Study findings suggest text-based vaping cessation program is a cost-effective quitting tool

An interactive text message-based intervention proved successful in helping young adults quit vaping, providing a potential avenue for cost-effective vaping cessation efforts across the population, researchers found.

The prevalence of e-cigarette use among young adults jumped from 5.2% in 2014 to 9.3% in 2019, according to data from the CDC. The high doses of nicotine in these products can have detrimental effects on brain development in individuals 20-30 years old, “including nicotine addiction, mood disorders, permanent lowering of impulse control, and deficits in attention and learning,” Amanda L. Graham, PhD, of the Truth Initiative in Washington, DC, and colleagues wrote in JAMA Internal Medicine—and results from a 2021 meta-analysis found that people who used cigarettes were five times more likely to start smoking regular cigarettes.

Previous research found that text messaging can be an effective intervention strategy for cigarette smoking cessation. For their analysis, Graham and colleagues set out to determine whether the same effect applied to vaping and whether any demographic, psychosocial, or substance use characteristics moderated the intervention’s impact.

“Results of this randomized clinical trial demonstrated the effectiveness of a tailored, interactive text message intervention for vaping cessation among YAs compared with an assessment-only control,” the study authors wrote. “Participants randomized to TIQ were one-third more likely to quit vaping at the 7-month primary endpoint compared with control participants. Estimates of the treatment benefit appear robust to assumptions about missing data, as response rates were similar in both arms. Furthermore, the superiority of the intervention was consistent across all demographic variables and vaping characteristics examined, including nicotine dependence, social influences to vape, and other substance use.”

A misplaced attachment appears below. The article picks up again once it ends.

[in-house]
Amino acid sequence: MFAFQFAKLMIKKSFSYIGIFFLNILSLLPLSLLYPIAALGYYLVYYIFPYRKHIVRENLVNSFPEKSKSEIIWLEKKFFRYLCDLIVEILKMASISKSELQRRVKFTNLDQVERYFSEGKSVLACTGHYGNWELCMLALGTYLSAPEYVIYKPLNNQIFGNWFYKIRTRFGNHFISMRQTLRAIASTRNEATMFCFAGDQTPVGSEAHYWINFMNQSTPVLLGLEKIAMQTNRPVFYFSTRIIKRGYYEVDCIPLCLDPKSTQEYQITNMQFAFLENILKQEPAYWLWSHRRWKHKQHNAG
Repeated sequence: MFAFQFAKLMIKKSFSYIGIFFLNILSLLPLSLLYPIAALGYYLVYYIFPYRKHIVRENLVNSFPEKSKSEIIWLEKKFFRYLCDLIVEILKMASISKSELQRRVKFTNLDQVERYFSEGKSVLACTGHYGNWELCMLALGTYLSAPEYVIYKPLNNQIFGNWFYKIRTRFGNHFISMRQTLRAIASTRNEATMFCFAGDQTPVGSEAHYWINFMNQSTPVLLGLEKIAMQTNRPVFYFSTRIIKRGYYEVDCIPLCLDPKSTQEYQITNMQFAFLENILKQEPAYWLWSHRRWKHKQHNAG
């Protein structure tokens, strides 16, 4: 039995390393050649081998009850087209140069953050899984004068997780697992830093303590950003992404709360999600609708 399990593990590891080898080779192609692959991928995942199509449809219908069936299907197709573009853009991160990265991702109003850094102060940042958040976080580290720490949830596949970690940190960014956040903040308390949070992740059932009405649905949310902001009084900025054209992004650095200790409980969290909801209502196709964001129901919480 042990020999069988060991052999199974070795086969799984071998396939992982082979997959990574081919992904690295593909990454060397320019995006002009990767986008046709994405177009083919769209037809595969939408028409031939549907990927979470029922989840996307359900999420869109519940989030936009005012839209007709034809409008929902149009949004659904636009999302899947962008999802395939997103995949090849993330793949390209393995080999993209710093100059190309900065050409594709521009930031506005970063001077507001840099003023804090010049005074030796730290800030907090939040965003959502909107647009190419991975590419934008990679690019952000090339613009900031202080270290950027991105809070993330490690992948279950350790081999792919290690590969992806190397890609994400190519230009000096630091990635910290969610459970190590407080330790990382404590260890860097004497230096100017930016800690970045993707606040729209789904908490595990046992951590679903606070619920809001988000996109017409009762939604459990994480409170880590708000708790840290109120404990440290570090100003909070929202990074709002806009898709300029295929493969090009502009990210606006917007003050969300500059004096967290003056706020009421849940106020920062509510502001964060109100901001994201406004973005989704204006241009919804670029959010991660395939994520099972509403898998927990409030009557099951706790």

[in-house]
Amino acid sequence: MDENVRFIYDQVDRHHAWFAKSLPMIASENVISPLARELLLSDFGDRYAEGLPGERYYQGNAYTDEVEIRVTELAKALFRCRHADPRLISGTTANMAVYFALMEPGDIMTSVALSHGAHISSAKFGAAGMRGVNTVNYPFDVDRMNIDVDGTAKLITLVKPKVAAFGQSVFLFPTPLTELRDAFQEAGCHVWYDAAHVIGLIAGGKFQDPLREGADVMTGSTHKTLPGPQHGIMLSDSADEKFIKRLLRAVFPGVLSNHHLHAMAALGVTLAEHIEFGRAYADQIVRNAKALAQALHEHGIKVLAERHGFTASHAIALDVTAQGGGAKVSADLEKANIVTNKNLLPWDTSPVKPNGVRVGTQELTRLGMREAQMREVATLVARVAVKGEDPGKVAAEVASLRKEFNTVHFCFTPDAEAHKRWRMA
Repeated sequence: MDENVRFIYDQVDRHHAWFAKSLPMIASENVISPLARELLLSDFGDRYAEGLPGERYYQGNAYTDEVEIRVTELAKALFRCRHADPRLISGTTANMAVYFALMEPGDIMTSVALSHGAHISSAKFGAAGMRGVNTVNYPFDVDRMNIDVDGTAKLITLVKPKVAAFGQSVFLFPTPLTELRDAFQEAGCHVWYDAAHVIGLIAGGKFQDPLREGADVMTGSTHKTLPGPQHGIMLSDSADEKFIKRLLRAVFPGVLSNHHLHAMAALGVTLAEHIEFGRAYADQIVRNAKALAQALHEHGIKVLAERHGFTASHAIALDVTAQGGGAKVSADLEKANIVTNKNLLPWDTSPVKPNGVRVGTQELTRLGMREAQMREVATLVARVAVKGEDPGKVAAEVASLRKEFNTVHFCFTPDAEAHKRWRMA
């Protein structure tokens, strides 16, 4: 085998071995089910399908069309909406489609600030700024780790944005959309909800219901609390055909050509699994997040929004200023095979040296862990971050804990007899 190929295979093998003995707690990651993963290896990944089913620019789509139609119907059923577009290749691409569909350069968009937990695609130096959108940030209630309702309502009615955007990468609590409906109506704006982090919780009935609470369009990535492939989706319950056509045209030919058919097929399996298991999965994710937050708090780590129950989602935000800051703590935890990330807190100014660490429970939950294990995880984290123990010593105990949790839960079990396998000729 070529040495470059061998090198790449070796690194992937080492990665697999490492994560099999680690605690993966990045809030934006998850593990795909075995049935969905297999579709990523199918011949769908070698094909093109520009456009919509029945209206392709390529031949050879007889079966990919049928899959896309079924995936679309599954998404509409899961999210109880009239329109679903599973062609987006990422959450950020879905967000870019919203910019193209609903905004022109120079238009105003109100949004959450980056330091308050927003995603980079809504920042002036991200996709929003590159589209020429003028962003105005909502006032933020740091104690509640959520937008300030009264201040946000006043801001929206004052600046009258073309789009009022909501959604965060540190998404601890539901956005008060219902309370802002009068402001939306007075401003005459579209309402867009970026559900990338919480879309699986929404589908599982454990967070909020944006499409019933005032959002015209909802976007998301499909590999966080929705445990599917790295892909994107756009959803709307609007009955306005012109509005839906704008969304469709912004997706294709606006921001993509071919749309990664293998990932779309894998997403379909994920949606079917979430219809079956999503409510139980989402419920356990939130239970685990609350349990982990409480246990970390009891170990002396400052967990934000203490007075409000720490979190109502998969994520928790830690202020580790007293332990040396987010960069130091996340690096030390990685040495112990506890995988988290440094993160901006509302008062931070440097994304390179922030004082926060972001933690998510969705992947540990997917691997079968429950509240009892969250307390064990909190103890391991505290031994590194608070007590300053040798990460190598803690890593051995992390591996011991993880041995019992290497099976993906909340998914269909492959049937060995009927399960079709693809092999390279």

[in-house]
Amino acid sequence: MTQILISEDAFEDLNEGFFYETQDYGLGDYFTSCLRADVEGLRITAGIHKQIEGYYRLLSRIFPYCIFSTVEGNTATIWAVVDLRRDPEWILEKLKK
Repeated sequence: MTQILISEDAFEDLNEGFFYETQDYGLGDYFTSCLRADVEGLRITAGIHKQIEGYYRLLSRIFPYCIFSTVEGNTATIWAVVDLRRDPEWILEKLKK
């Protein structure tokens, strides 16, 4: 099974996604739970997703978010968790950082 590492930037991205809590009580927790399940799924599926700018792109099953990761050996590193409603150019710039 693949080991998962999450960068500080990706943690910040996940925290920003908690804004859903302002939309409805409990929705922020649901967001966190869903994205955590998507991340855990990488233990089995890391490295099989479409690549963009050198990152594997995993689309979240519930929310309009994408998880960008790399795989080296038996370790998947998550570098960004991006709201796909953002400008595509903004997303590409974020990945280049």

In an invited commentary accompanying the study, JAMA Internal Medicine Editorial Fellow Anand R. Habib, MD, MPhil, of the University of California, San Francisco, and JAMA Internal Medicine Deputy Editor Mitchell H. Katz, MD, of NYC Health + Hospitals in New York City, wrote that while the study by Graham and colleagues does have limitations—namely the “inability to biochemically validate abstinence and non-differential attrition of participants”—the study nevertheless “represents an inexpensive, publicly available intervention that uses technology popular with young adults.

“We hope to see more randomized studies that take advantage of the power of text messaging to change deleterious behaviors,” they concluded.

For their blinded, parallel, two-group individually randomized clinical trial, Graham and colleagues compared a text message intervention called This is Quitting (TIQ), designed by the Truth Initiative, with a text message-based assessment-only control among young adults who used e-cigarettes. The analysis was conducted from December 2019-November 2020, with follow-up beginning January 2020 and ending November 2020.

TIQ is a fully automated, tailored, interactive program designed specifically for young people—anchored in constructs from social cognitive theory, the program sends personalized, empowering messages supporting the recipient’s effort to quit along quitting strategies. Participants who aren’t ready to commit to quitting receive four weeks of messages geared towards building confidence; those who set a quit date receive messages for one week preceding their date and eight weeks after “that include encouragement and support, skills training and self-efficacy building exercises, coping strategies, and information about the risks of vaping, benefits of quitting, and cutting down to quit.”

Eligible participants were ages 18-24 years old, had current e-cigarette use (past 30 days), interest in quitting vaping in the next 30 days, mobile phone ownership with active text message plan, and U.S. residence. Interested people completed eligibility screening online and were instructed to text a study phone number—only those who responded to a system-generated confirmation message within 24 hours were randomized to TIQ or control.